HIS 389 • Borderlands History
This course will use "the borderlands" - a place, a process, a metaphor - to explore a variety of historical themes, theoretical influences, and methodologies. Students will be exposed to a variety of approaches and discussions across disciplinary fields that overlap with borderlands history. Moreover, the course will build preliminary archival research skills that help students connect regional histories with scholarship focused on race, ethnicity, gender and sexuality.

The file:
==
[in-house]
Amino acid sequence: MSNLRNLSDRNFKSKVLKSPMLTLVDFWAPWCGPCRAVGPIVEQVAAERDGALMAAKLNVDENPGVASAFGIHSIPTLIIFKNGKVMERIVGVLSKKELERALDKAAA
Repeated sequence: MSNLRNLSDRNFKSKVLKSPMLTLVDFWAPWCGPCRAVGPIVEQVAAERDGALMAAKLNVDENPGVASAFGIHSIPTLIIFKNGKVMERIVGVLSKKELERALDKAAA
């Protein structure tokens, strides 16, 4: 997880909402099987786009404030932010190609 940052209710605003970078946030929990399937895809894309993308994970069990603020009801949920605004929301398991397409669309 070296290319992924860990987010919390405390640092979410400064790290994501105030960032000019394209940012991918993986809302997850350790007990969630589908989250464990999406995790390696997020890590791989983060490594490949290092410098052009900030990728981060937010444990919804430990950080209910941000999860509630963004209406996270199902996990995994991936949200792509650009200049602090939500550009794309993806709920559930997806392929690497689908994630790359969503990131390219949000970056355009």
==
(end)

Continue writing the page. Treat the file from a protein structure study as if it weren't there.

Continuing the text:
Border Frames: Jose Limon, Dancing with the Devil Luis Alberto Urrea, Devil's Highway Emma Perez, The Decolonial Imaginary: Writing Chicanas into History Neil Foley, The White Scourge Family Histories: Linda Gordon, The Great Arizona Orphan Abduction Ramon Gutierrez, When Jesus Came, the Cornmothers Went Away Tiya Miles, Ties That Bind : The Story of an Afro-Cherokee Family in Slavery and Freedom Gender: Lara Putnam, The Company They Kept: Migrants and the Politics of Gender James Brooks, Captives and Cousins Sarah Deutsch, Women and the City: Gender, Space, and Power in Boston, 1870-1940 Transnationalism: Gina Perez, The near northwest side story George Sanchez, Becoming Mexican American Mae Ngai, Impossible Subjects: Illegal Aliens in the Making of Modern America